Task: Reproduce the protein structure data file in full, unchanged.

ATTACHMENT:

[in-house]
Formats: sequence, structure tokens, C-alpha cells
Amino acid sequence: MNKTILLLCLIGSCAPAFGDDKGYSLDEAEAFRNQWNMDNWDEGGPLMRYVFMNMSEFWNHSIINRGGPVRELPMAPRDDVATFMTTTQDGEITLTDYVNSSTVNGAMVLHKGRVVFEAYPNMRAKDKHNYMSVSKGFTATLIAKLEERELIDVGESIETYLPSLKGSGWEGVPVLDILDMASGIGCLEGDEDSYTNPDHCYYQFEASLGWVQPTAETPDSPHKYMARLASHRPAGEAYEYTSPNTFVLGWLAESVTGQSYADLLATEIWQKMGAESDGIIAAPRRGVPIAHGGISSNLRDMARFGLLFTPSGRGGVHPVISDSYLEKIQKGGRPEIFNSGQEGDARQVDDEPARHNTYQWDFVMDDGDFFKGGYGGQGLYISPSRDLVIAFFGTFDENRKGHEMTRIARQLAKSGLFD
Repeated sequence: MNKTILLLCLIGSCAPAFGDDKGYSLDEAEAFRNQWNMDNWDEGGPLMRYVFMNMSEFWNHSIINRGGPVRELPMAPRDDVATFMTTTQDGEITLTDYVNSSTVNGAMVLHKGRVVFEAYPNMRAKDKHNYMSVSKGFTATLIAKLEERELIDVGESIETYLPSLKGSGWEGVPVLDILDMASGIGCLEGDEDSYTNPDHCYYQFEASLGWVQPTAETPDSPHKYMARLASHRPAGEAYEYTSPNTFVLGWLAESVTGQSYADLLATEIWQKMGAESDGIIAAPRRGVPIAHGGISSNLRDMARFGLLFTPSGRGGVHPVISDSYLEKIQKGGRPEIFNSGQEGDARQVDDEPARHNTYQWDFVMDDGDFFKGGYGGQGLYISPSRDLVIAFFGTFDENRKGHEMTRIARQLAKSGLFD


[in-house]
Formats: sequence, structure tokens, C-alpha cells
Amino acid sequence: MNKTILLLCLIGSCAPAFGDDKGYSLDEAEAFRNQWNMDNWDEGGPLMRYVFMNMSEFWNHSIINRGGPVRELPMAPRDDVATFMTTTQDGEITLTDYVNSSTVNGAMVLHKGRVVFEAYPNMRAKDKHNYMSVSKGFTATLIAKLEERELIDVGESIETYLPSLKGSGWEGVPVLDILDMASGIGCLEGDEDSYTNPDHCYYQFEASLGWVQPTAETPDSPHKYMARLASHRPAGEAYEYTSPNTFVLGWLAESVTGQSYADLLATEIWQKMGAESDGIIAAPRRGVPIAHGGISSNLRDMARFGLLFTPSGRGGVHPVISDSYLEKIQKGGRPEIFNSGQEGDARQVDDEPARHNTYQWDFVMDDGDFFKGGYGGQGLYISPSRDLVIAFFGTFDENRKGHEMTRIARQLAKSGLFD
Repeated sequence: MNKTILLLCLIGSCAPAFGDDKGYSLDEAEAFRNQWNMDNWDEGGPLMRYVFMNMSEFWNHSIINRGGPVRELPMAPRDDVATFMTTTQDGEITLTDYVNSSTVNGAMVLHKGRVVFEAYPNMRAKDKHNYMSVSKGFTATLIAKLEERELIDVGESIETYLPSLKGSGWEGVPVLDILDMASGIGCLEGDEDSYTNPDHCYYQFEASLGWVQPTAETPDSPHKYMARLASHRPAGEAYEYTSPNTFVLGWLAESVTGQSYADLLATEIWQKMGAESDGIIAAPRRGVPIAHGGISSNLRDMARFGLLFTPSGRGGVHPVISDSYLEKIQKGGRPEIFNSGQEGDARQVDDEPARHNTYQWDFVMDDGDFFKGGYGGQGLYISPSRDLVIAFFGTFDENRKGHEMTRIARQLAKSGLFD